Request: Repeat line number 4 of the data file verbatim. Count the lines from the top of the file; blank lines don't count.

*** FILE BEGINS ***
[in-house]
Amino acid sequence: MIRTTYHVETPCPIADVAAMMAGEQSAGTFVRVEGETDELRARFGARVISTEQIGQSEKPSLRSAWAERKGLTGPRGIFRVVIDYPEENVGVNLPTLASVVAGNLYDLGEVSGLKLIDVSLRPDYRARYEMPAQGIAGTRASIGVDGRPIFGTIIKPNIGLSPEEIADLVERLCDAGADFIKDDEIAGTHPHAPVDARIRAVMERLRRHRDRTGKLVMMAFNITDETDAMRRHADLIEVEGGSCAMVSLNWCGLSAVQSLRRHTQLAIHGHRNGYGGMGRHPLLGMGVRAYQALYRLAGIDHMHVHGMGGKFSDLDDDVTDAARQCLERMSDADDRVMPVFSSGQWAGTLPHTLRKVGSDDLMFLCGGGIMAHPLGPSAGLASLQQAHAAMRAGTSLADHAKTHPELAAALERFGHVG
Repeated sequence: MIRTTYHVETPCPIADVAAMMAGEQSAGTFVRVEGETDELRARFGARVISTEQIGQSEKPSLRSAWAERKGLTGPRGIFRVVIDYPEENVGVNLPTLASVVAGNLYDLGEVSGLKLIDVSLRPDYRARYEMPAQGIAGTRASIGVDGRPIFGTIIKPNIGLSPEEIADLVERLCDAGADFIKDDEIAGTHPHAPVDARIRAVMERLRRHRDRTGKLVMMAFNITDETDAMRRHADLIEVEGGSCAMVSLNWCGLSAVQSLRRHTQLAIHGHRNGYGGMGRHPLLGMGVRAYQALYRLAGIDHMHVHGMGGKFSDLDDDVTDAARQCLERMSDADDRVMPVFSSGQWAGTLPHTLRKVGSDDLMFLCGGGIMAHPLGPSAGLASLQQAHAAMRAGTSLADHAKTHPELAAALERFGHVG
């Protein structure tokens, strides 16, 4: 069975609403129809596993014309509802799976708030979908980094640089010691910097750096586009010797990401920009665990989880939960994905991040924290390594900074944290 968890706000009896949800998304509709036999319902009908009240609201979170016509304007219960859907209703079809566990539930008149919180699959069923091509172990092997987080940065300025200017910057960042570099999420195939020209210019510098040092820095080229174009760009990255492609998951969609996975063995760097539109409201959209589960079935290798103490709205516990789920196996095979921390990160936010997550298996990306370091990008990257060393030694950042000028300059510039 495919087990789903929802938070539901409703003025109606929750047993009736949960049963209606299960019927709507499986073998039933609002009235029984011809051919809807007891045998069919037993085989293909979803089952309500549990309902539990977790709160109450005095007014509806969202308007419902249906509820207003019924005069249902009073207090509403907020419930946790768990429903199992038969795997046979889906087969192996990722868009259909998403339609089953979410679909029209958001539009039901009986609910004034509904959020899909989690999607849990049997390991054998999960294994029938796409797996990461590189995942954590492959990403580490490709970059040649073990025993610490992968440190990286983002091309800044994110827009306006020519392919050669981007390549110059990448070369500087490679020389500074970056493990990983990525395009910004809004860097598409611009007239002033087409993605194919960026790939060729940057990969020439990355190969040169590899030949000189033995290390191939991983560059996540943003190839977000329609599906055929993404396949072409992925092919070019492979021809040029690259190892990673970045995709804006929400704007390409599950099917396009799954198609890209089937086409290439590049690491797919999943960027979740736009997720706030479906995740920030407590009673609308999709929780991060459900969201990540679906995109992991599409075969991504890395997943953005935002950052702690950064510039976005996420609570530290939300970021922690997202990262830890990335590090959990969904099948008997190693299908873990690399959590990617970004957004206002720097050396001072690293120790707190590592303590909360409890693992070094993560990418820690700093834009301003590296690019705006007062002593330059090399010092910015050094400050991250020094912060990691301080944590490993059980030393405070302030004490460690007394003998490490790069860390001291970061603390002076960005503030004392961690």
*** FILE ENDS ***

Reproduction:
């Protein structure tokens, strides 16, 4: 069975609403129809596993014309509802799976708030979908980094640089010691910097750096586009010797990401920009665990989880939960994905991040924290390594900074944290 968890706000009896949800998304509709036999319902009908009240609201979170016509304007219960859907209703079809566990539930008149919180699959069923091509172990092997987080940065300025200017910057960042570099999420195939020209210019510098040092820095080229174009760009990255492609998951969609996975063995760097539109409201959209589960079935290798103490709205516990789920196996095979921390990160936010997550298996990306370091990008990257060393030694950042000028300059510039 495919087990789903929802938070539901409703003025109606929750047993009736949960049963209606299960019927709507499986073998039933609002009235029984011809051919809807007891045998069919037993085989293909979803089952309500549990309902539990977790709160109450005095007014509806969202308007419902249906509820207003019924005069249902009073207090509403907020419930946790768990429903199992038969795997046979889906087969192996990722868009259909998403339609089953979410679909029209958001539009039901009986609910004034509904959020899909989690999607849990049997390991054998999960294994029938796409797996990461590189995942954590492959990403580490490709970059040649073990025993610490992968440190990286983002091309800044994110827009306006020519392919050669981007390549110059990448070369500087490679020389500074970056493990990983990525395009910004809004860097598409611009007239002033087409993605194919960026790939060729940057990969020439990355190969040169590899030949000189033995290390191939991983560059996540943003190839977000329609599906055929993404396949072409992925092919070019492979021809040029690259190892990673970045995709804006929400704007390409599950099917396009799954198609890209089937086409290439590049690491797919999943960027979740736009997720706030479906995740920030407590009673609308999709929780991060459900969201990540679906995109992991599409075969991504890395997943953005935002950052702690950064510039976005996420609570530290939300970021922690997202990262830890990335590090959990969904099948008997190693299908873990690399959590990617970004957004206002720097050396001072690293120790707190590592303590909360409890693992070094993560990418820690700093834009301003590296690019705006007062002593330059090399010092910015050094400050991250020094912060990691301080944590490993059980030393405070302030004490460690007394003998490490790069860390001291970061603390002076960005503030004392961690």